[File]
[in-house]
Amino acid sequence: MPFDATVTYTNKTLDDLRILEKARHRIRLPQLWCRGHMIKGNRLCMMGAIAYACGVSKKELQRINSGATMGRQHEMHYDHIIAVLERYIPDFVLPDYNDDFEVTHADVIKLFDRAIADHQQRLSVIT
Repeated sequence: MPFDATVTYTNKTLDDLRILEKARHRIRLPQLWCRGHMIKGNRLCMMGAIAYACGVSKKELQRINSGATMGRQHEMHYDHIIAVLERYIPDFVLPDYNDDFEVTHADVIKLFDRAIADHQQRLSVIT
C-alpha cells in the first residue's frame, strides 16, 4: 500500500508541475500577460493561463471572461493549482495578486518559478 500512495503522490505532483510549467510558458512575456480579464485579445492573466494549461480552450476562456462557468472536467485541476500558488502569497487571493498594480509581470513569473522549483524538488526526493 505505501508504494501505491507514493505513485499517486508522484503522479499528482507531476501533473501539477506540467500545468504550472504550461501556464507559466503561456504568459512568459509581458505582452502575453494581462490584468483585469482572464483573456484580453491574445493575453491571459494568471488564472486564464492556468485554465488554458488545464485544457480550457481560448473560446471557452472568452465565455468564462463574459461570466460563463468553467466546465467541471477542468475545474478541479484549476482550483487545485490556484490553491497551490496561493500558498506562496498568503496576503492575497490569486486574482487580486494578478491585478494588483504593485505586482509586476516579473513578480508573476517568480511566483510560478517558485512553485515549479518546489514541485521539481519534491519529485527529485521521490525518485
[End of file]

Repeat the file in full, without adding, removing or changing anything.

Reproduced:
[in-house]
Amino acid sequence: MPFDATVTYTNKTLDDLRILEKARHRIRLPQLWCRGHMIKGNRLCMMGAIAYACGVSKKELQRINSGATMGRQHEMHYDHIIAVLERYIPDFVLPDYNDDFEVTHADVIKLFDRAIADHQQRLSVIT
Repeated sequence: MPFDATVTYTNKTLDDLRILEKARHRIRLPQLWCRGHMIKGNRLCMMGAIAYACGVSKKELQRINSGATMGRQHEMHYDHIIAVLERYIPDFVLPDYNDDFEVTHADVIKLFDRAIADHQQRLSVIT
C-alpha cells in the first residue's frame, strides 16, 4: 500500500508541475500577460493561463471572461493549482495578486518559478 500512495503522490505532483510549467510558458512575456480579464485579445492573466494549461480552450476562456462557468472536467485541476500558488502569497487571493498594480509581470513569473522549483524538488526526493 505505501508504494501505491507514493505513485499517486508522484503522479499528482507531476501533473501539477506540467500545468504550472504550461501556464507559466503561456504568459512568459509581458505582452502575453494581462490584468483585469482572464483573456484580453491574445493575453491571459494568471488564472486564464492556468485554465488554458488545464485544457480550457481560448473560446471557452472568452465565455468564462463574459461570466460563463468553467466546465467541471477542468475545474478541479484549476482550483487545485490556484490553491497551490496561493500558498506562496498568503496576503492575497490569486486574482487580486494578478491585478494588483504593485505586482509586476516579473513578480508573476517568480511566483510560478517558485512553485515549479518546489514541485521539481519534491519529485527529485521521490525518485